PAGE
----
Trump remains the most popular Republican despite his indictment | Donald Trump

When the history-making indictment was read out against him in a New York City courtroom on Tuesday, former president and current contender for the Republican nomination in 2024 Donald Trump gained a new title: criminal defendant.

Americans saw a quiet and tense Trump walk into the courtroom under the guard of both the Secret Service and the local police force – whose officers stood behind him during his appearance before a judge, as they do with any other defendant. There, he learned he was facing 34 felony counts of falsifying business records related to hush money payments and “catch and kill” attempts to suppress negative news coverage about his extramarital affair with the adult film star Stormy Daniels ahead of the 2016 election.

As unprecedented as that was, it has become clear in the hours after his appearance that the fundamental political calculus has not changed for Trump. He remains the most popular man in the GOP, and the break his enemies have long sought between him and the rest of the Republican party seems as distant as ever.

“For those who think this will harm President Trump’s chances at running for the White House in 2024, I have news for you: it won’t,” Kevin Hern, who leads the Republican Study Committee, the influential conservative body that’s the largest ideological caucus in Congress, said following Trump’s court appearance on Tuesday.

“The same people who were outraged over the possibility of Hillary Clinton’s prosecution for obvious crimes are now celebrating yet another witch-hunt against the former president and political opponent of the current president. This type of hypocrisy is disgusting, and it underscores what millions of Americans see as a blatant double standard in our justice system, causing many to lose faith in those institutions.”

The Manhattan district attorney, Alvin Bragg, may have scored a symbolic victory by being the first to indict Trump, but the trajectory of his prosecution – or other efforts to hold Trump to account – is far from clear. The next hearing in Bragg’s case will be well into the 2024 election season on 4 December, and the months to come will be consumed by pre-trial motions from Trump’s attorneys, who will probably try to get the case dismissed and argue that Bragg waited too long to file his charges, said former assistant US attorney Kevin O’Brien.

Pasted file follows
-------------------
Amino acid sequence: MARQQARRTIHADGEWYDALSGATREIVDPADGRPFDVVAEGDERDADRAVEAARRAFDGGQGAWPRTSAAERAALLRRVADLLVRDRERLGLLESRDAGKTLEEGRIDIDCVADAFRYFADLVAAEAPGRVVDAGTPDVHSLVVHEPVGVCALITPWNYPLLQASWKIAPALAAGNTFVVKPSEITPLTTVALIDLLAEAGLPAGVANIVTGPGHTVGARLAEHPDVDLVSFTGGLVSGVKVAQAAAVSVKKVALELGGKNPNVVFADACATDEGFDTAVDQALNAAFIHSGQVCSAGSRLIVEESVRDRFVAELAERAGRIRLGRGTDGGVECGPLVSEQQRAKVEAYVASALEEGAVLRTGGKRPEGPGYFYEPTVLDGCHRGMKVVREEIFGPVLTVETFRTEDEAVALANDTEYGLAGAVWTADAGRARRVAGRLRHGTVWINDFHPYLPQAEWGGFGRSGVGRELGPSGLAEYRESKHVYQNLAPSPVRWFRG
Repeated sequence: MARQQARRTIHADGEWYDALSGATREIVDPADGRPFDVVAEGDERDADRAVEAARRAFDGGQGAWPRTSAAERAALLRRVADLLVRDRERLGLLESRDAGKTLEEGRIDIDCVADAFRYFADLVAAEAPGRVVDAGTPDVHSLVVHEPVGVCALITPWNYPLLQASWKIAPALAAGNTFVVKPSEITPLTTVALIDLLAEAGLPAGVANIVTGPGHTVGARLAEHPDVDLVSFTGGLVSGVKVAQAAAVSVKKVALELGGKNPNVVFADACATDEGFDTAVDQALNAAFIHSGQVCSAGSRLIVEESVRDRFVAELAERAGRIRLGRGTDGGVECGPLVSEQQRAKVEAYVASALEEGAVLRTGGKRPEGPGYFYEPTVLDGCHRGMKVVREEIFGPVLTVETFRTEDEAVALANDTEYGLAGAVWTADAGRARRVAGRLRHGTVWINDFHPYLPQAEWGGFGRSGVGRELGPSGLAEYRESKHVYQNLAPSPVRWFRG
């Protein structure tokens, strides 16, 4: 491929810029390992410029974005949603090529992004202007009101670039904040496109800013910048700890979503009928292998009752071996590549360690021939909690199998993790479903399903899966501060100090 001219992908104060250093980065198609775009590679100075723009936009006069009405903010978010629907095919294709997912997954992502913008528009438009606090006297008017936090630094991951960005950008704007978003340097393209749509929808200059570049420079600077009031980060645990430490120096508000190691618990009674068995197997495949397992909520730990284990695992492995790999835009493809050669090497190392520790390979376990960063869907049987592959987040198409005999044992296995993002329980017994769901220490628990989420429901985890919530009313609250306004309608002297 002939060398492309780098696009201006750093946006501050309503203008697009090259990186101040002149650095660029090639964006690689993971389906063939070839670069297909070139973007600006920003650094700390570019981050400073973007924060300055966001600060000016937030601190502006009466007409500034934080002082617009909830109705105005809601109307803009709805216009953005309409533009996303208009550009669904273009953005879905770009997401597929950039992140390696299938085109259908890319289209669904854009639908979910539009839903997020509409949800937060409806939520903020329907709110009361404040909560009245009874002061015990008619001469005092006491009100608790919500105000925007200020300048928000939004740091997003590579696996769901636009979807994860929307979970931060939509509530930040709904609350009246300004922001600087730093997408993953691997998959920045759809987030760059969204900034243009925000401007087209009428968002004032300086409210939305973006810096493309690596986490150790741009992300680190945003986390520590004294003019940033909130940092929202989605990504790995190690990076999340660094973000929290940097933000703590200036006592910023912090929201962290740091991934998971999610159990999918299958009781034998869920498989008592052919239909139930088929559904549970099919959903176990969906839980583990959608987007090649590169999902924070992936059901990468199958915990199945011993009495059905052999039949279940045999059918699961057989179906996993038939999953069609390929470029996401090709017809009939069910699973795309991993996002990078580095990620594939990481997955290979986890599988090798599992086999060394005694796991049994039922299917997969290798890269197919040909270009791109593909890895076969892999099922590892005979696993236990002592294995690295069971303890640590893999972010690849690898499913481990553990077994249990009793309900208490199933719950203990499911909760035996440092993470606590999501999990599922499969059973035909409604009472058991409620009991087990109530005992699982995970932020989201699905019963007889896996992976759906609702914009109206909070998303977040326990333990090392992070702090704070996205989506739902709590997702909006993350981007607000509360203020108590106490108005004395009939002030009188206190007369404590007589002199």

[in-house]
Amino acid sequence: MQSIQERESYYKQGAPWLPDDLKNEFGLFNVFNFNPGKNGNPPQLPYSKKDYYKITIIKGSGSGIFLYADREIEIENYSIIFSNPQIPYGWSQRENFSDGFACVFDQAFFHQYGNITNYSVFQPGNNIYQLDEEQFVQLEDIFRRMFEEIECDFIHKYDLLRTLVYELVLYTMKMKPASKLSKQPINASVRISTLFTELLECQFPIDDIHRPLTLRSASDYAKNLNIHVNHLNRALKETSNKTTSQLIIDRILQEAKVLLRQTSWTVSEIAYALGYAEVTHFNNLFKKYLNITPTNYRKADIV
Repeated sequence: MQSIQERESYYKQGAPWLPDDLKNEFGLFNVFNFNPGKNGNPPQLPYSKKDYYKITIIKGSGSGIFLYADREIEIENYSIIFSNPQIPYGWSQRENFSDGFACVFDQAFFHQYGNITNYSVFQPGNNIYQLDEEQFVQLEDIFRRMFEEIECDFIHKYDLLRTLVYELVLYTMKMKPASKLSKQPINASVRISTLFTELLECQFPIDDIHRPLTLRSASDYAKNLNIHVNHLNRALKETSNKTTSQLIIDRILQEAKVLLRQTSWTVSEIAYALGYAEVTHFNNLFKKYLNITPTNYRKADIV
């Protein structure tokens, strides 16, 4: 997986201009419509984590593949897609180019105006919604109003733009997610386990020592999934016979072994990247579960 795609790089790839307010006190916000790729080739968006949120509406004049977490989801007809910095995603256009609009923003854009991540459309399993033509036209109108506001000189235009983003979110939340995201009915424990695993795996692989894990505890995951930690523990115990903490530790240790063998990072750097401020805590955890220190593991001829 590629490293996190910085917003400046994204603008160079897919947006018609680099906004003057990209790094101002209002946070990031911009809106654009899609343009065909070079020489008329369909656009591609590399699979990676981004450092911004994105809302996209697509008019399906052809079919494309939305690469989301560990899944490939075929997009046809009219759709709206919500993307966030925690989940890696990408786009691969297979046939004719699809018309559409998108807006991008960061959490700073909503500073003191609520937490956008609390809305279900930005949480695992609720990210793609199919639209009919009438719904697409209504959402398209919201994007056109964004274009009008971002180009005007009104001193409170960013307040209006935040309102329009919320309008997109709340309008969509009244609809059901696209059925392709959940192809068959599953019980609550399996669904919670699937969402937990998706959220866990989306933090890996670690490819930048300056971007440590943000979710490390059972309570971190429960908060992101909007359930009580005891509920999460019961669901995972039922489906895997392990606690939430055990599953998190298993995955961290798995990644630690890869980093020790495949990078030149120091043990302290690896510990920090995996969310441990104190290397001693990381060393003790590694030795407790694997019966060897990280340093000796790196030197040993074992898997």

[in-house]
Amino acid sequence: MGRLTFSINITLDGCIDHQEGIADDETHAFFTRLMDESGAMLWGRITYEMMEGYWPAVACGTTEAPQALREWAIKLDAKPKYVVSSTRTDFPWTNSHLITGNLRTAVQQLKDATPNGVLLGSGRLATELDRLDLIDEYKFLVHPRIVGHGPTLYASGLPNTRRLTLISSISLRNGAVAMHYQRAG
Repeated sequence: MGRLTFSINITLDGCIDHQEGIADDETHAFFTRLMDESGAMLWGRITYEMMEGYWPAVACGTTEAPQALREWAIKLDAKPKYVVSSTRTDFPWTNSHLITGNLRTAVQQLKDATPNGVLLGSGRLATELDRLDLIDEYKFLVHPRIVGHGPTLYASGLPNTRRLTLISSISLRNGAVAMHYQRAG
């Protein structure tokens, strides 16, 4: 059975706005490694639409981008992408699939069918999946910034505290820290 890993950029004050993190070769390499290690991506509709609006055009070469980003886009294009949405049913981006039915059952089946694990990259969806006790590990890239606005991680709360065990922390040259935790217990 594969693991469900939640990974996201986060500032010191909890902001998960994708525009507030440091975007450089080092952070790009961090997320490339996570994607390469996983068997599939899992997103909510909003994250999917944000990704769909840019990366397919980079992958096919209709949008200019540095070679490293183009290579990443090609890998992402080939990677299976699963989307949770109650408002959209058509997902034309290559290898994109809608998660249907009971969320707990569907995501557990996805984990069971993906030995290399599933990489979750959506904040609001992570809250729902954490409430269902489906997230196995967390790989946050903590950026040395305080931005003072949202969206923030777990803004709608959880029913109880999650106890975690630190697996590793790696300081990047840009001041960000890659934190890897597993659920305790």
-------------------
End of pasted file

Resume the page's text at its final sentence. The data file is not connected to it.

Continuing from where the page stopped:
Manhattan district attorney Alvin Bragg speaks to the media after Donald Trump’s arraignment.Pin
The Manhattan district attorney, Alvin Bragg, speaks to the media after Donald Trump’s arraignment. Photograph: Kena Betancur/Getty Images

Bragg may soon be joined in his pursuit of Trump by prosecutors elsewhere. Special counsel Jack Smith is considering whether to bring federal charges over Trump’s involvement in the January 6 insurrection, the wider Republican effort to overturn Joe Biden’s 2020 election win and the classified materials discovered by the FBI at his Mar-a-Lago resort. Fani Willis, the district attorney in Fulton county, Georgia, is separately investigating attempts by Trump and his allies to overturn Biden’s win in that state, another potential source of legal peril.

If any of those inquiries result in charges, courtroom defendant’s tables could become as familiar to Trump as podiums and packed arenas, even as he presses on with his attempt to return to the White House.

“There may never be an indictment in Atlanta, there may never be an indictment coming out of the justice department, we just don’t know,” O’Brien said. “You don’t know what’s going on behind the scenes. But it’s possible that Trump could be facing two or three new sets of charges in the very near term. Which is, again, an incredible situation.”

By all indications, many Republican voters still see Trump as their man, according to a Yahoo News/YouGov poll released following the indictment last week, that showed him far and away the most popular among current or potential GOP candidates.

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Trump delivers brief, rambling speech after New York arrest – video report

After returning from New York to his Florida home, Trump on Tuesday evening gave an irate address at his Mar-a-Lago resort, where he vented his spleen and declared, among other things, that “our country is going to hell”.

On Wednesday, he made a demand that was sure to sit poorly with his Republican allies. In a post from his Truth Social account, he called for defunding the police, the sort of thing most often heard from progressives demanding criminal justice reform in the United States.


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